What are the processes and deadlines in Tax Tribunal Cases?
There are very formal processes to be followed once an appeal is in the Tax Tribunal system and failure to follow these can result in the case not been heard before the Tax Tribunal.
Generally the Tax Tribunal will issue directions to HRMC and to the appellant setting out the deadlines and timescale for matters to happen. Often these can be influenced by another event occurring (eg the completion of one stage early can trigger the clock for the next stage of the process relating to the Tax Tribunal). Agreement can be reached to change the deadlines set out as part of the tax tribunal process but this must be done in advance of the deadline date and with approval of all parties.
Default Paper appeals to the Tax Tribunal
A brief overview of the process for Paper appeals to the Tax Tribunal is as follows:
- If HMRC are not already aware of the appeal (which in most cases they should be) the First-tier Tribunal will inform HMRC of your appeal.
- The tax tribunal will then give HMRC 42 days to provide a statement of their case, which they have to send to you or your advisor. This in effect will be there technical arguments and points they wish to make to prove their case.
- You (or your advisor on your behalf) then have 30 days to respond to the statement made by HMRC. This should be sent to both the Tax Tribunal and HMRC. This gives you the chance to put forward your own technical and factual points and also to refute those of HMRC as set out in their statement of case.
- In most instances the statement of case and your own response will be reviewed by the Tax Tribunal Judge and you your advisor and HMRC will receive a decision in writing following the review of the tax Tribunal Judge.
Generally the process relating to the basic appeal to the Tax Tribunal is that an informal hearing will be arranged where you, our advisor and any witnesses can present your case against the HMRC decision. HMRC will also present its case to the Tax Tribunal. All of this is done verbally, although documents may have been sent to the Tribunal before or referred to at the tax tribunal. It is normal practice that the Judgement of the Tax Tribunal is given at the end of the hearing.
Standard and Complex Appeals to the Tax Tribunal
An outline of the procedures for standard and complex appeals is as follows:
- The Tribunal will inform HMRC of your appeal and set out time limits for various things such as exchange of information, statement of case, provision of witness statements and submission of documents to the Tax Tribunal to happen.
- HMRC have up to 60 days to provide a statement of case to you, your advisor and the Tax Tribunal.
- You, or your advisor on your behalf, have 42 days to respond to the HMRC statement. You must provide a list of the supporting documentation you intend to use to the Tribunal and HMRC will provide you with a list of the supporting documentation that they will rely on.
- You must allow the Tribunal, HMRC or any other parties involved in the appeal to view or take copies of the documents on this list if they ask to do so. Often this is all put together by HMRC as an agreed document pack and a copy is sent to the Tribunal, you (or your advisor) and HMRC before the Tax Tribunal Hearing. These will be cross referenced and it is important to refer to this reference during the procedures if you are bringing documents to the attention of the tax tribunal judge. What you do not have to provide or allow to be copied is any documents from your advisers that are giving you legal advice..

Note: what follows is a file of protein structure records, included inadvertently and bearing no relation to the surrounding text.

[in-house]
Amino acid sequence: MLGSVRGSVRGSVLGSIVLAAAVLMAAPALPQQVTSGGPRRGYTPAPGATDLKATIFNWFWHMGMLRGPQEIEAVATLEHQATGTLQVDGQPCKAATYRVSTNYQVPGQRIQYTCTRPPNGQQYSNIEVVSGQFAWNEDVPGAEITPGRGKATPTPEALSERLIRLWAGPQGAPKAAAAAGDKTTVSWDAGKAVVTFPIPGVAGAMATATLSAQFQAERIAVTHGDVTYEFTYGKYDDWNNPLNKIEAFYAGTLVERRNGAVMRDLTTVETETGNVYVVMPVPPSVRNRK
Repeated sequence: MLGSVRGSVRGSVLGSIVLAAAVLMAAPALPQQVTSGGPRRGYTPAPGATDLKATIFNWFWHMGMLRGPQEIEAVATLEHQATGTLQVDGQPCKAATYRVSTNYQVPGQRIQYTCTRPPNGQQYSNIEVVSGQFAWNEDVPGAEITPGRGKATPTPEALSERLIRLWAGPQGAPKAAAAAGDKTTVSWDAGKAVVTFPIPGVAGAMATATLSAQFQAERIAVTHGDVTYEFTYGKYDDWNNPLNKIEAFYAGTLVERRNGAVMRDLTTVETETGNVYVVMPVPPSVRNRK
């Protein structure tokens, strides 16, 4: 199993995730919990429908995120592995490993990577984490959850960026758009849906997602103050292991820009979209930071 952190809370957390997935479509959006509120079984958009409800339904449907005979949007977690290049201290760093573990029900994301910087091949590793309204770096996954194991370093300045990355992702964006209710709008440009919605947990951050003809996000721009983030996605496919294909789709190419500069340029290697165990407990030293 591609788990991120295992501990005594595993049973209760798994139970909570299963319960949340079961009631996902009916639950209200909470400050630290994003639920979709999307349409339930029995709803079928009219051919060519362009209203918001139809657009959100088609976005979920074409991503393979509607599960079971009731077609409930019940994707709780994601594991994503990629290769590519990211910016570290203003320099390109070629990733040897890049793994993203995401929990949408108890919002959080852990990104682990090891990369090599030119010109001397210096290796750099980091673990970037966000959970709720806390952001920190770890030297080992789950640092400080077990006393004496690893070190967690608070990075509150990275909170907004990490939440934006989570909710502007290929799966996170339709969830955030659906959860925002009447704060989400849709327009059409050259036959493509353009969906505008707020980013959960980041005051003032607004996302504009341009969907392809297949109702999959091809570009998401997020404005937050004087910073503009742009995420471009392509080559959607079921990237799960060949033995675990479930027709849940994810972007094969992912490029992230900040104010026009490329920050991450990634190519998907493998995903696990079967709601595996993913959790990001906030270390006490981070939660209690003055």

- The Tribunal may also make other specific requests of you in some cases. This can include things like to provision of witness statements and sometimes other documents which they feel will be of use or value.
- The date of hearing is determined by the Tax Tribunal but they do give a range of dates for the hearing (often a three month window) where they ask for dates when parties to the appeal cannot attend a hearing.
- The tax tribunal judge will often look at the papers and submissions in advance of appeal will then be heard, usually in an HM Courts and Tribunals Service office local to where you are. Other venues such as the address of your advisor or another more preferred venue can also sometimes be agreed.
- At the Tribunal each side has to present its case with reference to documents, facts, legislation and case law. It is usually the appellant who presents first to the tax tribunal and then the defendent presents their case. As the appellant you then get to have in effect the final say.
- HMRC have special units who solely deal with Tax Tribunal cases and they are used to presenting their case before a tax tribunal judge.
- The tax tribunal judge may give verbal judgement on the day or the tax tribunal judge may decide that they wish to deliberate on the decision and make a judgement at a later date. It is often a good idea to .offer a copy of your speaking notes to the Judge as he can refer to these both as you present your case and if necessary after the hearing has finished but before the tax tribunal judge makes his decision.
- You will receive the decision of the tax tribunal judge in writing, usually within 28 days of the hearing.
Gilbert Tax Will deal with HMRC appeals and Tax Tribunals for you
At Gilbert Tax, we have over eighty years experience in finding closure for clients dealing with HMRC disputes and appeals. We are skilled in negotiating with HMRC and may be able to bring the matter to a close without it going to the Tax Tribunal. If it does we have .significant experience of taking appeals to the Tax Tribunals and also have access if needed to Tax Lawyers and Tax Barristers. This expert team can make all of the difference to the outcome of a HMRC dispute.
For a free private discussion of your tax matters and how we can help solve these, please call Gilbert Tax on 0800 734 3333 or email us email@example.com